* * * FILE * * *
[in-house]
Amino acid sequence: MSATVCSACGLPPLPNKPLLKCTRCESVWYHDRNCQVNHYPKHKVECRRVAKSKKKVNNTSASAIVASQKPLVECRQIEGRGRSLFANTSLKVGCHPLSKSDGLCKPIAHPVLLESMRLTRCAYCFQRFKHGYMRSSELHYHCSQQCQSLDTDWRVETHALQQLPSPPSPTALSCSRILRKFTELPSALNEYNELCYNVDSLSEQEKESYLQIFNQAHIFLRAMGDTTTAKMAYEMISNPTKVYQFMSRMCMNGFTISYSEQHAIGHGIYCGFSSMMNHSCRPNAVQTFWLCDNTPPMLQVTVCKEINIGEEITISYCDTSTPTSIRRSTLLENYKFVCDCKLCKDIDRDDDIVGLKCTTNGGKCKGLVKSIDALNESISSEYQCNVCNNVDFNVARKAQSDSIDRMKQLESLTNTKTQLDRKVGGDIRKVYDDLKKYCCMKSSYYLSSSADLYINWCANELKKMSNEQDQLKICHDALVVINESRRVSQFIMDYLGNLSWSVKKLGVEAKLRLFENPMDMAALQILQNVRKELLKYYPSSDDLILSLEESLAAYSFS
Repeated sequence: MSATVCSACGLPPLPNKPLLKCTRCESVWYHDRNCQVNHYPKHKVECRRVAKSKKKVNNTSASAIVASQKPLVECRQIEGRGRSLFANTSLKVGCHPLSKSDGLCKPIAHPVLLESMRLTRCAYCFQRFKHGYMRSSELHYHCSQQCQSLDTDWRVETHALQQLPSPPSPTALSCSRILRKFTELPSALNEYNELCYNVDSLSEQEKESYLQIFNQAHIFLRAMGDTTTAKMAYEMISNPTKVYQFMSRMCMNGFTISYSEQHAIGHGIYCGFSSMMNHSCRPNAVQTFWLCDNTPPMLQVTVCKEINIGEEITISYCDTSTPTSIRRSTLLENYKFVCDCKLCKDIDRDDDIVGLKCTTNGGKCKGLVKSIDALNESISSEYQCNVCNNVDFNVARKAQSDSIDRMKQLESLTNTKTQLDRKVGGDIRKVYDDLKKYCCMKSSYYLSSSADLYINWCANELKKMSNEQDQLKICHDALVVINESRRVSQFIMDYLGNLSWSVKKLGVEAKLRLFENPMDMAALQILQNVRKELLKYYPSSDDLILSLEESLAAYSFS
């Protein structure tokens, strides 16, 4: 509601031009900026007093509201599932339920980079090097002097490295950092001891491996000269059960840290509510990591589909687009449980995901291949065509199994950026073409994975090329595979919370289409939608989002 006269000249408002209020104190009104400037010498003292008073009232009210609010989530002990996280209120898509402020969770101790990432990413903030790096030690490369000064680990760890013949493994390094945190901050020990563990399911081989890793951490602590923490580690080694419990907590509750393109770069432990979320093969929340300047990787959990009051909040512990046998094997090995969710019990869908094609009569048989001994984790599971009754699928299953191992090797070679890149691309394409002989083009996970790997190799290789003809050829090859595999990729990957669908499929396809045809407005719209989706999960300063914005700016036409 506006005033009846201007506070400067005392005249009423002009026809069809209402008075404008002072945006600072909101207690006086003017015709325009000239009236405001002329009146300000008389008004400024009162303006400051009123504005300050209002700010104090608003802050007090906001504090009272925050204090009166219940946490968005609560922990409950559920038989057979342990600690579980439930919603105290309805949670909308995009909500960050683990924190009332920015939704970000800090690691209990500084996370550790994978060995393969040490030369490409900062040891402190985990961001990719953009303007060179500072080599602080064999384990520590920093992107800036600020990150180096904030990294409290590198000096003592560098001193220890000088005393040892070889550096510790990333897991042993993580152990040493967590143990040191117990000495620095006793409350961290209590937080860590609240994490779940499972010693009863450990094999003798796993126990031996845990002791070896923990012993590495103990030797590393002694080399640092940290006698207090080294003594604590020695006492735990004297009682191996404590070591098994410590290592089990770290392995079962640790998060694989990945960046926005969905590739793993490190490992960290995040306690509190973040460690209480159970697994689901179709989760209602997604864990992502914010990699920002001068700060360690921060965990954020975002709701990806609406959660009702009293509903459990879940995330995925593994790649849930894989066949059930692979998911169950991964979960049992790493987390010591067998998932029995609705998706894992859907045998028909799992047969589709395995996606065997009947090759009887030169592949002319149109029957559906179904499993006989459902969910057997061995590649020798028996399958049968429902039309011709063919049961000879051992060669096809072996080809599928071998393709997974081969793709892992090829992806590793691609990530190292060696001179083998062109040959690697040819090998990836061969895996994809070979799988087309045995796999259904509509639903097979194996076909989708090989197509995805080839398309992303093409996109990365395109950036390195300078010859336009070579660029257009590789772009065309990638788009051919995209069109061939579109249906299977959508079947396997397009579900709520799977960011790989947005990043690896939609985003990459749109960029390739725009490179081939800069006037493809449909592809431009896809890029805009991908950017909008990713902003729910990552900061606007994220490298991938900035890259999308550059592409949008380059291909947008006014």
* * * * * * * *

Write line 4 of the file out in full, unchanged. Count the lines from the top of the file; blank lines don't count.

């Protein structure tokens, strides 16, 4: 509601031009900026007093509201599932339920980079090097002097490295950092001891491996000269059960840290509510990591589909687009449980995901291949065509199994950026073409994975090329595979919370289409939608989002 006269000249408002209020104190009104400037010498003292008073009232009210609010989530002990996280209120898509402020969770101790990432990413903030790096030690490369000064680990760890013949493994390094945190901050020990563990399911081989890793951490602590923490580690080694419990907590509750393109770069432990979320093969929340300047990787959990009051909040512990046998094997090995969710019990869908094609009569048989001994984790599971009754699928299953191992090797070679890149691309394409002989083009996970790997190799290789003809050829090859595999990729990957669908499929396809045809407005719209989706999960300063914005700016036409 506006005033009846201007506070400067005392005249009423002009026809069809209402008075404008002072945006600072909101207690006086003017015709325009000239009236405001002329009146300000008389008004400024009162303006400051009123504005300050209002700010104090608003802050007090906001504090009272925050204090009166219940946490968005609560922990409950559920038989057979342990600690579980439930919603105290309805949670909308995009909500960050683990924190009332920015939704970000800090690691209990500084996370550790994978060995393969040490030369490409900062040891402190985990961001990719953009303007060179500072080599602080064999384990520590920093992107800036600020990150180096904030990294409290590198000096003592560098001193220890000088005393040892070889550096510790990333897991042993993580152990040493967590143990040191117990000495620095006793409350961290209590937080860590609240994490779940499972010693009863450990094999003798796993126990031996845990002791070896923990012993590495103990030797590393002694080399640092940290006698207090080294003594604590020695006492735990004297009682191996404590070591098994410590290592089990770290392995079962640790998060694989990945960046926005969905590739793993490190490992960290995040306690509190973040460690209480159970697994689901179709989760209602997604864990992502914010990699920002001068700060360690921060965990954020975002709701990806609406959660009702009293509903459990879940995330995925593994790649849930894989066949059930692979998911169950991964979960049992790493987390010591067998998932029995609705998706894992859907045998028909799992047969589709395995996606065997009947090759009887030169592949002319149109029957559906179904499993006989459902969910057997061995590649020798028996399958049968429902039309011709063919049961000879051992060669096809072996080809599928071998393709997974081969793709892992090829992806590793691609990530190292060696001179083998062109040959690697040819090998990836061969895996994809070979799988087309045995796999259904509509639903097979194996076909989708090989197509995805080839398309992303093409996109990365395109950036390195300078010859336009070579660029257009590789772009065309990638788009051919995209069109061939579109249906299977959508079947396997397009579900709520799977960011790989947005990043690896939609985003990459749109960029390739725009490179081939800069006037493809449909592809431009896809890029805009991908950017909008990713902003729910990552900061606007994220490298991938900035890259999308550059592409949008380059291909947008006014």